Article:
MONROE — Two-hundred years ago, the waters of the River Raisin ran red with the blood of more than 900 soldiers.
The largest skirmish fought on Michigan soil, the Battle of Frenchtown, would go down in history as one of the deadliest battles of the War of 1812. British and American forces grappled for control of Michigan and the lower Great Lakes, and on Jan. 22, 1813, the British prevailed. More American blood would be spilled the next day when Native Americans allied with the British returned to stage a massacre.
Today, Frenchtown is known as Monroe, and the banks of the River Raisin are silent. Now the city of Monroe seeks to commemorate its origins with the potential construction of a River Raisin Heritage Corridor-East, focusing on the city’s role in the War of 1812. Organizers said the attractions along the corridor would complement the River Raisin National Battlefield Park, which officially began operation in October, 2010. They hope it would draw tourists.
“River Raisin National Battlefield Park won’t build or recreate a structure from 200 years ago,” Monroe Mayor Robert Clark said. “We can partner with the national park to further tell the history of not only the Battle of River Raisin, but also of our culture, back when it was a Frenchtown settlement.”
The city and the Monroe County Historical Society held an open house and information session last week at Monroe City Hall. More than 60 Monroe residents attended. Conceptual designs were revealed for the first time, as well as estimates of the corridor's cost and economic impact.
Stretching 225 acres from downtown Monroe to Lake Erie, the extensive plan includes seven new attractions around the national park area, including a reconstructed Frenchtown settlement and a riverfront area with shops and restaurants.
A new battlefield park visitor center could use interactive and electronic resources to inform visitors of the Frenchtown battle and the cultural groups involved, Mr. Clark said.
The designs include a French chapel, a military reenactment area east of the battlefield, a 10,000-seat amphitheater where patriotic or period-themed concerts could be held, and two peace gardens celebrating 200 years of peace among the United States, Great Britain, and Canada.
“Monroe is a historically rich community and can be a tourism destination,” said Daniel Downing, the park’s chief of interpretation, education, and operations. “Community decisions need to be made in consideration of the national park resource it has been given. You can sit here and have a sleepy little park, or you can develop it into a more planned development.”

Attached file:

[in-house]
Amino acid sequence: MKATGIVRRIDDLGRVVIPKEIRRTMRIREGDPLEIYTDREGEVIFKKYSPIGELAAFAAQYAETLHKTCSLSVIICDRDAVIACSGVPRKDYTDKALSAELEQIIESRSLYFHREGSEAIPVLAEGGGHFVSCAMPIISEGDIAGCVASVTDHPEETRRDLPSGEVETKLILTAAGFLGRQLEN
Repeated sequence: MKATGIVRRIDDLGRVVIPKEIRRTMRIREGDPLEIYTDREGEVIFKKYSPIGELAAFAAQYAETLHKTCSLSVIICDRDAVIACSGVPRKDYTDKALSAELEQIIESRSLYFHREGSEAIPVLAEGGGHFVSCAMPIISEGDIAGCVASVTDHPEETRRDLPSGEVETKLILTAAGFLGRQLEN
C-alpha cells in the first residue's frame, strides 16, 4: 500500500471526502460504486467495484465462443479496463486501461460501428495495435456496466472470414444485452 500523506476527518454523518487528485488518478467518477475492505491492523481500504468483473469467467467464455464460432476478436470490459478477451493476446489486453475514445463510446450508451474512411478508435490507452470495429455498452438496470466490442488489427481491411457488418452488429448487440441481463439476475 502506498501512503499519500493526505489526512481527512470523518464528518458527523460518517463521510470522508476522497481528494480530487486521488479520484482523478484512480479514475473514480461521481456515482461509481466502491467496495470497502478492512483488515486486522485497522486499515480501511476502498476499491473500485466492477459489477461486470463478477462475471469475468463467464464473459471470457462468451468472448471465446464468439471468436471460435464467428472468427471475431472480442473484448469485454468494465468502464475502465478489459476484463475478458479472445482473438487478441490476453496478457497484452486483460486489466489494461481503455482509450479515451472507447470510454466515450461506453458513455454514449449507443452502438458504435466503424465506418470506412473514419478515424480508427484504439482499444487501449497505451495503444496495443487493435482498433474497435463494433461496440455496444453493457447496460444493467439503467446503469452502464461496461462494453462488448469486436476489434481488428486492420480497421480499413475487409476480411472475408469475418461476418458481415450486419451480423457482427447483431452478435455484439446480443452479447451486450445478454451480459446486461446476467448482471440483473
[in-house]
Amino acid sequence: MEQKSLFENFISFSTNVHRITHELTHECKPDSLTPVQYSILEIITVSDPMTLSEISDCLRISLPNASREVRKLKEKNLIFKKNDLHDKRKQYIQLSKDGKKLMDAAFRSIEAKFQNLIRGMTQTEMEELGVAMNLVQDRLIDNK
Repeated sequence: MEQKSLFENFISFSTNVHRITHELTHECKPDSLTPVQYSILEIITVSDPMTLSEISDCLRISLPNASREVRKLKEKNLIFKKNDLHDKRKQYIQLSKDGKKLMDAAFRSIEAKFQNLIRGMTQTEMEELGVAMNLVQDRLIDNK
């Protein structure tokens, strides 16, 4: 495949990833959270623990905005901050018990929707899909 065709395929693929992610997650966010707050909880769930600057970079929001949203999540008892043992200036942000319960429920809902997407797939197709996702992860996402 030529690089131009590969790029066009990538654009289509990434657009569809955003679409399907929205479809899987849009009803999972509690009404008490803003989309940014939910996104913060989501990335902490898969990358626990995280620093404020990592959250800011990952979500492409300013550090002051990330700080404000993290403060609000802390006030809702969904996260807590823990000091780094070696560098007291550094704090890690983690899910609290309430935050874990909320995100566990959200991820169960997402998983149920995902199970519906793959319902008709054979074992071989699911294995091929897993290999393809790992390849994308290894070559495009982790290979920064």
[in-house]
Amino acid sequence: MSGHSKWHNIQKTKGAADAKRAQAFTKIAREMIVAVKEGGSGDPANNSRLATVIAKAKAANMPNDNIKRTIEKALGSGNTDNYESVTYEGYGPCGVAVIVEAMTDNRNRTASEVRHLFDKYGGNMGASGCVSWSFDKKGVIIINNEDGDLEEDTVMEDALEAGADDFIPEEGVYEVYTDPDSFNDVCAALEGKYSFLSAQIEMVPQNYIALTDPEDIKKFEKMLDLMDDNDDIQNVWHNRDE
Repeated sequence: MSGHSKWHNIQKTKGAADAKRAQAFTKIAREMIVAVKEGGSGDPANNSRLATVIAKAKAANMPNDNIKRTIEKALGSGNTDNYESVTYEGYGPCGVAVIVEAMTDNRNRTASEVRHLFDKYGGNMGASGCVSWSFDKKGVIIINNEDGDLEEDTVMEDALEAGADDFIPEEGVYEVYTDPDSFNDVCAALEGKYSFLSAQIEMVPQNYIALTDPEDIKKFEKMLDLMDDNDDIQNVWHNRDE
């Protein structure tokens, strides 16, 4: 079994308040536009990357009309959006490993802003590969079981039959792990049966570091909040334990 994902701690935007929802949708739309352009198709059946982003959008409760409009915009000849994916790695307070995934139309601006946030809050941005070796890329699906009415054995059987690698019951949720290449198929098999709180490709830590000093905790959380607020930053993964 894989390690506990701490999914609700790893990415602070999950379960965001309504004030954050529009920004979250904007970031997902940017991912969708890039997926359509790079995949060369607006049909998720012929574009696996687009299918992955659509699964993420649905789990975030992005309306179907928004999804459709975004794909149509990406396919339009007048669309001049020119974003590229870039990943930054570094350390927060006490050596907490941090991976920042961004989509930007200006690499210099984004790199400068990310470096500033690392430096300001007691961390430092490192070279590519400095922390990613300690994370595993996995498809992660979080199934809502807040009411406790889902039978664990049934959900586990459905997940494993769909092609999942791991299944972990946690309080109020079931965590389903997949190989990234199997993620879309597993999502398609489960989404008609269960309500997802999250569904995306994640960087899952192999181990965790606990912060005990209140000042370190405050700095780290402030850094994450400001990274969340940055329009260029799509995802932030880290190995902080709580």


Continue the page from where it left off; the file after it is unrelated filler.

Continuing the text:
Former Monroe Mayor John Iacoangeli estimates the corridor could take anywhere from five to seven years or 15 to 20 years to implement. Mr. Iacoangeli, a certified planner, is a partner at Beckett & Raeder, the landscape architecture planning firm that drafted the plan.
If implemented, the entire corridor could cost $90.4 million to create, according to economic models conducted by Michigan State University. The city of Monroe and the Monroe County Historical Society have partnered on the plan; each organization set aside $35,000 in 2005 to draft the plan.
The corridor is estimated to generate 303 local jobs, draw 635,000 visitors annually, yield a statewide economic impact of $31.6 million a year, and collect nearly $22 million annually in local revenue, Mr. Downing said.
Each of the seven attractions along the corridor would be completed individually depending on how much revenue the corridor raises, Mr. Clark said.
According to William Braunlich, chairman of the River Raisin National Battlefield Park Foundation and a former president of the historical society, the foundation board is considering a number of local, national, and possibly international sources to fund the corridor’s construction.
The historical society and the city do not have the money to finance the project, which would be carried out over time as funds become available, Mr. Braunlich said.
Daniel Swallow, Monroe’s director of community and economic development, said the city will consider private donations, the Michigan Natural Resources Trust Fund for recreational developments, and FEMA flood mitigation grants for the floodplains south of the River Raisin, where the amphitheater and peace gardens would be built.
Mr. Clark has high hopes for the plan and its use of the area around the national park, once the home of several paper mills.
“We have been eliminating those eyesores from the community,” Mr. Clark said. “We’re working to reclaim our property and turn it into a national park.”
With the removal of the paper mills and the establishment of an attractive historical corridor east of the city’s central business district, Mr. Swallow and Mr. Braunlich hope the attraction would draw more people downtown.
“If you came to Monroe now, you wouldn’t see a paper mill. Ten years ago, there would be industrial ruins,” Mr. Braunlich said. “Now it’s an entirely new era for Monroe, and it’s much more similar to the Monroe of 100 years ago.”
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